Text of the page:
Consumer Prices Rise, Giving the Fed Cause for Concern

By Jason Simpkins
Associate Editor

Consumer prices rose 0.4% in January, an indication that Federal Reserve policymakers will have to think twice about the risk of inflation before making more interest rate cuts.

Energy prices rose 0.7% last month after gaining 1.7% in December, the Labor Department reported yesterday (Wednesday). Fuel costs were up 4.5%.  Food prices, which account for one-fifth of the consumer price index, jumped 0.7%. The core rate of inflation, which excludes food and energy costs, rose 0.3% after a 0.2% increase in December.

"It's not a very welcome report from the Fed's perspective,” Zach Pandl, an economist at Lehman Brothers Holdings Inc. (LEH), told Bloomberg News. "We think the slowing economy will bring down inflation but we are seeing a lot of cost pressures still and that slowdown in inflation looks like it will be gradual.”

Soaring energy and commodity costs, coupled with a weak dollar, are keeping prices high despite the economic downturn we are currently experiencing. Yesterday, the price of light, sweet crude for March delivery settled at a record $100.01 a barrel on the New York Mercantile Exchange, after earlier rising to $100.10, a new trading record.

It was the first time since Jan. 3 that oil had been above $100 a barrel, and yet another sign that energy costs will remain high in coming months. At the same time, the greenback declined to a two-week low against the euro on speculation the Federal Reserve will further cut its benchmark interest rate from 3%.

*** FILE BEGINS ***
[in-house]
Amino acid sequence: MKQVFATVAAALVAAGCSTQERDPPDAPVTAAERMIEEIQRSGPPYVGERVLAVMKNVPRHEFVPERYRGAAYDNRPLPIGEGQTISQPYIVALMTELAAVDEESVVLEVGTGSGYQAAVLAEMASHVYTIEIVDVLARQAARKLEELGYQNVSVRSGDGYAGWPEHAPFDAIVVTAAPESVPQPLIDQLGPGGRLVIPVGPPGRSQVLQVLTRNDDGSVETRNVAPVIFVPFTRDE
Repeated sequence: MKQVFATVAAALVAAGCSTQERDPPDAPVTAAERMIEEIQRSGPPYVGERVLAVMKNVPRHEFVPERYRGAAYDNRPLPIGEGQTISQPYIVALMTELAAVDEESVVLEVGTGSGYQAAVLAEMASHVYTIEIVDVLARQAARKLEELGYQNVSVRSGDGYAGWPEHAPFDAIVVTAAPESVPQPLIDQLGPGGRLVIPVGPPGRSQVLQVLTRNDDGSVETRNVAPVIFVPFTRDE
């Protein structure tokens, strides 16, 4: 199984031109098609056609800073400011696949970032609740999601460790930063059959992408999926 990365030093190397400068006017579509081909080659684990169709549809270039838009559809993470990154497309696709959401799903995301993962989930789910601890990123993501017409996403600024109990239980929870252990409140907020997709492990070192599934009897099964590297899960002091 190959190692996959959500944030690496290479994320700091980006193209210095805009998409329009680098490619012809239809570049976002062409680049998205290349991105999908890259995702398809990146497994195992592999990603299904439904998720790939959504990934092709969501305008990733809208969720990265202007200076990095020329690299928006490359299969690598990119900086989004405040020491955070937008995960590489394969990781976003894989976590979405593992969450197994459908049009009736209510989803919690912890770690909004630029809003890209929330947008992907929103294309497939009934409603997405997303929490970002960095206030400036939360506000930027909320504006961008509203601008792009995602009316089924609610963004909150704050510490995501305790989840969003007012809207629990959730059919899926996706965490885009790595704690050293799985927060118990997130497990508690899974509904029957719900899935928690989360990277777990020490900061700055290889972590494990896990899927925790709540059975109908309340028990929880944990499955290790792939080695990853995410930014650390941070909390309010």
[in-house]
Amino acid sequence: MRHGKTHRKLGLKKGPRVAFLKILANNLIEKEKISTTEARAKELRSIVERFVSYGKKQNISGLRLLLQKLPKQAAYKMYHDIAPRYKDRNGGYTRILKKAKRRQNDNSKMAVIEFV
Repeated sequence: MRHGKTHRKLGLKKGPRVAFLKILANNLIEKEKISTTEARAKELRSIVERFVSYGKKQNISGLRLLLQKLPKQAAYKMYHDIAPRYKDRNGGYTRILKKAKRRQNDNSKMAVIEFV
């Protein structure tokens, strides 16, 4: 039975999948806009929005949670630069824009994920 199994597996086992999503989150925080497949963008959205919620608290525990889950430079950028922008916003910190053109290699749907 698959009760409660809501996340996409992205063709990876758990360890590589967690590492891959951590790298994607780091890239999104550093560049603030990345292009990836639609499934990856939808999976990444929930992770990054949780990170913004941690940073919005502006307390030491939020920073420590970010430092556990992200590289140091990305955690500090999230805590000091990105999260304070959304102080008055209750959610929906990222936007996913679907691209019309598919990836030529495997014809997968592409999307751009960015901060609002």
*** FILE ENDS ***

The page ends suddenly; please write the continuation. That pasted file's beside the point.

The Fed has cut rates by a total of 2.25 percentage points since September. The dollar has subsequently dropped about 8% since the beginning of 2007 when compared to a basket of trade-weighted currencies from major U.S. trading partners.

This runs contrary to Fed Chairman Ben S. Bernanke's Feb. 14 assessment that "inflation expectations appear to have remained reasonably well anchored.”

The next day, the government reported that import prices for January increased 1.7%, more than twice as much as had been expected. The unexpected increase pushed the 12-month price increase to 13.7% from the same period a year prior, the largest increase since 1982.

For the month, the cost of China imports increased 0.8%, and was up 3.3% for the 12-months ended in January. Latin America imports cost 3.6% more, while European Union goods were 1.1% more expensive.

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